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Cell Syst. 2015 Sep 23;1(3):210-223.

Optimizing cancer genome sequencing and analysis.

Author information

1
The McDonnell Genome Institute, Washington University, St. Louis, MO, USA, 63108 ; Department of Genetics, Washington University, St. Louis, MO, USA, 63108 ; Siteman Cancer Center, Washington University, St. Louis, MO, USA, 63108.
2
The McDonnell Genome Institute, Washington University, St. Louis, MO, USA, 63108 ; Department of Medicine, Washington University, St. Louis, MO, USA, 63108.
3
The McDonnell Genome Institute, Washington University, St. Louis, MO, USA, 63108 ; Department of Genetics, Washington University, St. Louis, MO, USA, 63108 ; Siteman Cancer Center, Washington University, St. Louis, MO, USA, 63108 ; Department of Medicine, Washington University, St. Louis, MO, USA, 63108.
4
The McDonnell Genome Institute, Washington University, St. Louis, MO, USA, 63108.
5
The McDonnell Genome Institute, Washington University, St. Louis, MO, USA, 63108 ; Department of Genetics, Washington University, St. Louis, MO, USA, 63108.
6
The McDonnell Genome Institute, Washington University, St. Louis, MO, USA, 63108 ; Department of Genetics, Washington University, St. Louis, MO, USA, 63108 ; Department of Mathematics, Washington University, St. Louis, MO, USA, 63108.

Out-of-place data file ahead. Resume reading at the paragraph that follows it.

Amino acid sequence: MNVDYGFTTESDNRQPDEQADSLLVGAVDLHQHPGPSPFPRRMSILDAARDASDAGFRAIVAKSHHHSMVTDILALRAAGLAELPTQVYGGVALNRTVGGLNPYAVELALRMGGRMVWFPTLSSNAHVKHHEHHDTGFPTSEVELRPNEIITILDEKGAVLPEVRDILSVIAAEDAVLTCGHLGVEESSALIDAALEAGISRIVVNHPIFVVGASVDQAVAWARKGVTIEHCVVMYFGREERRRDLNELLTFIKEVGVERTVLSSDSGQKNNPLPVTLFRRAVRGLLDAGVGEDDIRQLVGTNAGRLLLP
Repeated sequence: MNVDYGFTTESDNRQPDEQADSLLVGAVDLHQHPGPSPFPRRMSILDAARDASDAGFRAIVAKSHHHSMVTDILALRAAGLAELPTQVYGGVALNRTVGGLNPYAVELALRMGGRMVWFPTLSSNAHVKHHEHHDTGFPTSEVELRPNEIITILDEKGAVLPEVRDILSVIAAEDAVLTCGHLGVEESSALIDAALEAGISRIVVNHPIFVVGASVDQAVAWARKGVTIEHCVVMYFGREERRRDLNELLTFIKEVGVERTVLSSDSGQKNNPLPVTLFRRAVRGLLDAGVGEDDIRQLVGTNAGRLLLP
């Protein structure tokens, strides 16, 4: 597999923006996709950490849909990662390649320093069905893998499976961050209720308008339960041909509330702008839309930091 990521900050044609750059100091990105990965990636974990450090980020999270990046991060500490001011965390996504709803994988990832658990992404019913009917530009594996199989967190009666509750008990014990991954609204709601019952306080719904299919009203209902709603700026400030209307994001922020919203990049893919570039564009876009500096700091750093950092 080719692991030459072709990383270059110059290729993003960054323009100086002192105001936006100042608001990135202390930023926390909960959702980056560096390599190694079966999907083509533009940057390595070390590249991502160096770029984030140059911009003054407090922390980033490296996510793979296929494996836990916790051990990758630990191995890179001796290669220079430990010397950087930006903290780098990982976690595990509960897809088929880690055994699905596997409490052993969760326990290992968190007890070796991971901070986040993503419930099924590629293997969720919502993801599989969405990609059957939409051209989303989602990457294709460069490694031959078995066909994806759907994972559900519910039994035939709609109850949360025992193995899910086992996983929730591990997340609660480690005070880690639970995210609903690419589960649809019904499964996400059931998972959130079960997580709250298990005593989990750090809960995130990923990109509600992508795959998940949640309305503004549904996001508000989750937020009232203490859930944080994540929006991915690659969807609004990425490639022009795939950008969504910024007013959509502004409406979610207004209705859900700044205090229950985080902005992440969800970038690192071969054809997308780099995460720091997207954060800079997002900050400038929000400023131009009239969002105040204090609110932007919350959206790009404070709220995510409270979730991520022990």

7
Department of Genetics, Washington University, St. Louis, MO, USA, 63108 ; Department of Pathology and Immunology, Washington University, St. Louis, MO, USA, 63108 ; Department of Pediatrics, Division of Hematology/Oncology, Washington University, St. Louis, MO, USA, 63108.
8
The McDonnell Genome Institute, Washington University, St. Louis, MO, USA, 63108 ; Siteman Cancer Center, Washington University, St. Louis, MO, USA, 63108 ; Department of Medicine, Washington University, St. Louis, MO, USA, 63108 ; Department of Biomedical Engineering, Washington University, St. Louis, MO, USA, 63108.
9
Department of Pathology and Immunology, Washington University, St. Louis, MO, USA, 63108.

Abstract

Tumors are typically sequenced to depths of 75-100× (exome) or 30-50× (whole genome). We demonstrate that current sequencing paradigms are inadequate for tumors that are impure, aneuploid or clonally heterogeneous. To reassess optimal sequencing strategies, we performed ultra-deep (up to ~312×) whole genome sequencing (WGS) and exome capture (up to ~433×) of a primary acute myeloid leukemia, its subsequent relapse, and a matched normal skin sample. We tested multiple alignment and variant calling algorithms and validated ~200,000 putative SNVs by sequencing them to depths of ~1,000×. Additional targeted sequencing provided over 10,000× coverage and ddPCR assays provided up to ~250,000× sampling of selected sites. We evaluated the effects of different library generation approaches, depth of sequencing, and analysis strategies on the ability to effectively characterize a complex tumor. This dataset, representing the most comprehensively sequenced tumor described to date, will serve as an invaluable community resource (dbGaP accession id phs000159).

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